Most of the time, organs for donation and eventual transplant are served on the rocks. Ice and cool temperatures are essential to preserving the lifegiving body parts until they can be implanted.
Or so we thought.
A new study from researchers in Toronto is shifting temperatures for donor lungs — and increasing the length of their viability, or how long they can last outside of the body.
Typically, the length of viability to keep donor lungs in tip-top shape is between six and eight hours. It may seem like a good chunk of time — until you factor in how long it takes to locate a transplant center, match a recipient, and take it there.
But by raising the temperature just a few degrees to 50 degrees Fahrenheit, surgeons were able to extend the organs’ viability six times as long. The warmer temperature also permitted lung cells to continue performing certain basic functions, like gas exchange, potentially smoothing the transition between unfamiliar organ and recipient.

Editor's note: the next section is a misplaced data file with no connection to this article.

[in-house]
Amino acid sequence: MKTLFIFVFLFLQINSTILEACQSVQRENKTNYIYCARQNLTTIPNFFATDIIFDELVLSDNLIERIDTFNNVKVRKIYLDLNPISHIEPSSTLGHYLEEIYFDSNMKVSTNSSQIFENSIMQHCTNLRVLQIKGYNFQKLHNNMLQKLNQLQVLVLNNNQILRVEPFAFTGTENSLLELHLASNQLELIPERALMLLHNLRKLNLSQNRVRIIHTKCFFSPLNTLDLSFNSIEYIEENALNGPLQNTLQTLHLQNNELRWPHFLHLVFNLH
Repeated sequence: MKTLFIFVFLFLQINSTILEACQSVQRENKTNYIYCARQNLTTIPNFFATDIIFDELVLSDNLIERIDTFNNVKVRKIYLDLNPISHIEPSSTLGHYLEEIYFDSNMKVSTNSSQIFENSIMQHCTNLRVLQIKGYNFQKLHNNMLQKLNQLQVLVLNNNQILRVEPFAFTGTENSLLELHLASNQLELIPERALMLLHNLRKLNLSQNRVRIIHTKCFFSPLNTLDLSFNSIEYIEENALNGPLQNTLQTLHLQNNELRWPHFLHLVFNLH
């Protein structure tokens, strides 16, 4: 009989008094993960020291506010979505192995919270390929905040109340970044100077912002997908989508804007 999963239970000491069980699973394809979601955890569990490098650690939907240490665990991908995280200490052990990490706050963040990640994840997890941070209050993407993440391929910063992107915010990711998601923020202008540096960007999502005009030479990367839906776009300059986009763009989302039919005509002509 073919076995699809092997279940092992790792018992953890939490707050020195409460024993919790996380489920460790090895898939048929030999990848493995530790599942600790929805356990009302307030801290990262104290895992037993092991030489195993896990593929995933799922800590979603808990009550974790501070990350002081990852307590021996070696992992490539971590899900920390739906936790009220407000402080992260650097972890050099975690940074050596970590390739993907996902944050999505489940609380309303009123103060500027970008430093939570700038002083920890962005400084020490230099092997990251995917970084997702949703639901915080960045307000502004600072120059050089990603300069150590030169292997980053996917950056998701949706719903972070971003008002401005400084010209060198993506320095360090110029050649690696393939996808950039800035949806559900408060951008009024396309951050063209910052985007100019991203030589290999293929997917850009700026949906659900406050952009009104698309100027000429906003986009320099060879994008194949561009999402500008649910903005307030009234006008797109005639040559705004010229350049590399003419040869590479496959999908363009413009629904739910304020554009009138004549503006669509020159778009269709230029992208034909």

Although this idea has been attempted before, researchers were unable to closely examine the organs as well as they can now, leading to doubt about whether warmer storage was a true means of optimization.
Today, however, lung function can be studied down to an intracellular level — leaving little to the imagination.
Knowing this works for lungs begs the question: What about other organs, like the liver and kidneys? Although it’ll likely be some time before we know the answer, researchers are keenly interested — and intend to pose the question soon.